9 Influences on Emerson's Work

10 Aunt Mary Moody Emerson Aunt Mary Moody Emerson was large influence on his childhood, helped to raise him. Wasn't formally educated, but was eccentric, intelligent, + read the work of the great thinkers of her time. Emerson wrote an essay about his aunt in honor of her. Introduced Emerson to the Hindu Scriptures + Neoplatonism; ideas of Hinduism would later appear in his work "His notebooks impair his memory; his libraries overload his wit." - Self Reliance Theme of intelligence not necessarily coming from schooling (society's view) inspired by his Aunt.

11 Death of Ellen Tucker Wife Ellen Tucker died 1.5 yrs after their marriage in 1829. Only time that Emerson truly fell in love After death, Emerson's religious doubts began to develop. Resigned from position as a unitarian minister in 1832, and his work after Tucker's death showed his doubts in the Holy Communion. Ex) The American Scholar in 1837 Remarried to Lydia Jackson in 1835, but was out of comfort + they weren't passionate.

12 Henry David Thoreau Emerson + Thoreau met in 1834 Emerson lived in Concord with Thoreau for some time and Emerson, 14 yrs older than Thoreau, was Thoreau's mentor. Emerson pushed Thoreau to keep a journal. Although there were many rough points in their friendship, when Emerson delivered Thoreau's eulogy on May 6, 1862 Emerson referred to Thoreau as his best friend. Emerson and Thoreau greatly influenced one another.

13 Emerson's Legacy Recognized as builder of American intellectual culture His book Nature (1836) said to have initiated transcendentalism in New England Started the Transcendentalist movement in America Influenced generations of theosophists, religious environmentalists, new agers, etc. His works Poems (1847) and May-Day (1867) established him as poet Became internationally famous (unlike most American writers from his time) from books of essays (1841 and 1844)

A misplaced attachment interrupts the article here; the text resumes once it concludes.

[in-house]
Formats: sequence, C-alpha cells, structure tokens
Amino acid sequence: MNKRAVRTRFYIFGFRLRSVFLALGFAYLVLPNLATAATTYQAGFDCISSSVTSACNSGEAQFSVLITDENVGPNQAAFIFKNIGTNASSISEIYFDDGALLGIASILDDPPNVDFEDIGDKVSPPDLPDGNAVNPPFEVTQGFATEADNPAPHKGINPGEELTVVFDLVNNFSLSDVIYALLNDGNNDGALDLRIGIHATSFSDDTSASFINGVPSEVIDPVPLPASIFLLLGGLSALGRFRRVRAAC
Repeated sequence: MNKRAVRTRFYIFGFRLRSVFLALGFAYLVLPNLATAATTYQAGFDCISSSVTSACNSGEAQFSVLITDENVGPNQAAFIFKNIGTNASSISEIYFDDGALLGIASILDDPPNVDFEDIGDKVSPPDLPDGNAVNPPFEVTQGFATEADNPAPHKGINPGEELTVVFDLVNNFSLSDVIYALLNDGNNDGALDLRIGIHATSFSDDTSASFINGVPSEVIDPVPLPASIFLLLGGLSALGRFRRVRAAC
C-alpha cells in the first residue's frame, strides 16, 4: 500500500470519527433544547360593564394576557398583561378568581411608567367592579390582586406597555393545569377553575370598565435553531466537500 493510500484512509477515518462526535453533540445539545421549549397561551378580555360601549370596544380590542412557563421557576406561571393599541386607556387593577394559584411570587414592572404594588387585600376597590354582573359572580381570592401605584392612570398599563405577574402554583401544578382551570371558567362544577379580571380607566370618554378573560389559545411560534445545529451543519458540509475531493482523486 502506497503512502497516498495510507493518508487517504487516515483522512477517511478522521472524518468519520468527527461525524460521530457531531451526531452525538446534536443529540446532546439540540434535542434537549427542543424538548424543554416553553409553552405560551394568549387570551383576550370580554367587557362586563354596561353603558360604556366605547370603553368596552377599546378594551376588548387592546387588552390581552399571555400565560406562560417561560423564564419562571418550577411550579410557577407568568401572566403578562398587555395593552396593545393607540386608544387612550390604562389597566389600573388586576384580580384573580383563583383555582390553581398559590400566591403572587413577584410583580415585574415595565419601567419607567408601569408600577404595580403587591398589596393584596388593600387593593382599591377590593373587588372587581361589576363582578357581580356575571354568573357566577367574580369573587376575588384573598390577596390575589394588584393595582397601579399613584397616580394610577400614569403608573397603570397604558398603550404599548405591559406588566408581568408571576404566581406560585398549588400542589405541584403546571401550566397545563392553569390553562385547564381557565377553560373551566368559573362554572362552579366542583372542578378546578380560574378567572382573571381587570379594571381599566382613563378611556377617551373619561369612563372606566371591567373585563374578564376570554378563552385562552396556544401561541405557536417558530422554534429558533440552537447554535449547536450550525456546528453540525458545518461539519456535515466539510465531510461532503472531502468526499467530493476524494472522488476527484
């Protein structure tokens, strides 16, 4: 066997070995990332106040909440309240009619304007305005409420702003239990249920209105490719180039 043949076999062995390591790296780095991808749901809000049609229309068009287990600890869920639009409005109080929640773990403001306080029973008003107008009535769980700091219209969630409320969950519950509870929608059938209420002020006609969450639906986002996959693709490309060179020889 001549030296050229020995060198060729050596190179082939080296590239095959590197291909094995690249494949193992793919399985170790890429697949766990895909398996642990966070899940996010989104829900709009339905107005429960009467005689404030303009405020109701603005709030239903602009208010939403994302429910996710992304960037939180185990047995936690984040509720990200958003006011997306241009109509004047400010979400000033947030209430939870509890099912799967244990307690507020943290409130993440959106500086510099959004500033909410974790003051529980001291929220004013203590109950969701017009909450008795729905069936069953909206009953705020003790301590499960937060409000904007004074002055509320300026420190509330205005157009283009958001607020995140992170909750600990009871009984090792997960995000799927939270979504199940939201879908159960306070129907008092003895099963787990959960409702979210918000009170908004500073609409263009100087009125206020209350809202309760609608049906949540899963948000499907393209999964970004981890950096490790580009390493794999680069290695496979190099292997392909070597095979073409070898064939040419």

14 Emerson's Legacy (continued) Unitarian Universalist History Society says he's the "most recognized and revered figure in the Unitarian Movement" (although he left religion after Tucker's death) Emerson is said to have created "chief legacies" for himself including his emphasis of self- reliance/nonconformity, like of American literature, insistence of man's original connection to God, and incredible optimism Inspired Henry David Thoreau and Walt Whitman

15 Bibliography " Ralph Waldo Emerson Biography -" Encyclopedia Britannica, n.d. Web. 22 Sept. 2011.. Higgins, Richard. " : ralph waldo emerson's unitarian legacy." : liberal religion and life. UU World Magazine, n.d. Web. 22 Sept. 2011.. Brewton, Vince. " Emerson, Ralph Waldo [Internet Encyclopedia of Philosophy]." Internet Encyclopedia of Philosophy. N.p., 24 July 2003. Web. 22 Sept. 2011.. "God In America: People: Ralph Waldo Emerson | PBS." PBS: Public Broadcasting Service. N.p., n.d. Web. 23 Sept. 2011.. Schulman, Frank. "Ralph Waldo Emerson." Dictionary of Unitarian & Universalist Biography. Unitrian Universalist History and Heritage Society (UUHHS), n.d. Web. 22 Sept. 2011.. "Ralph Waldo Emerson". Encyclopedia of World Biography. Detroit: Gale, 1998. "Gale Biography in Context." Web. 22 Sept. 2011.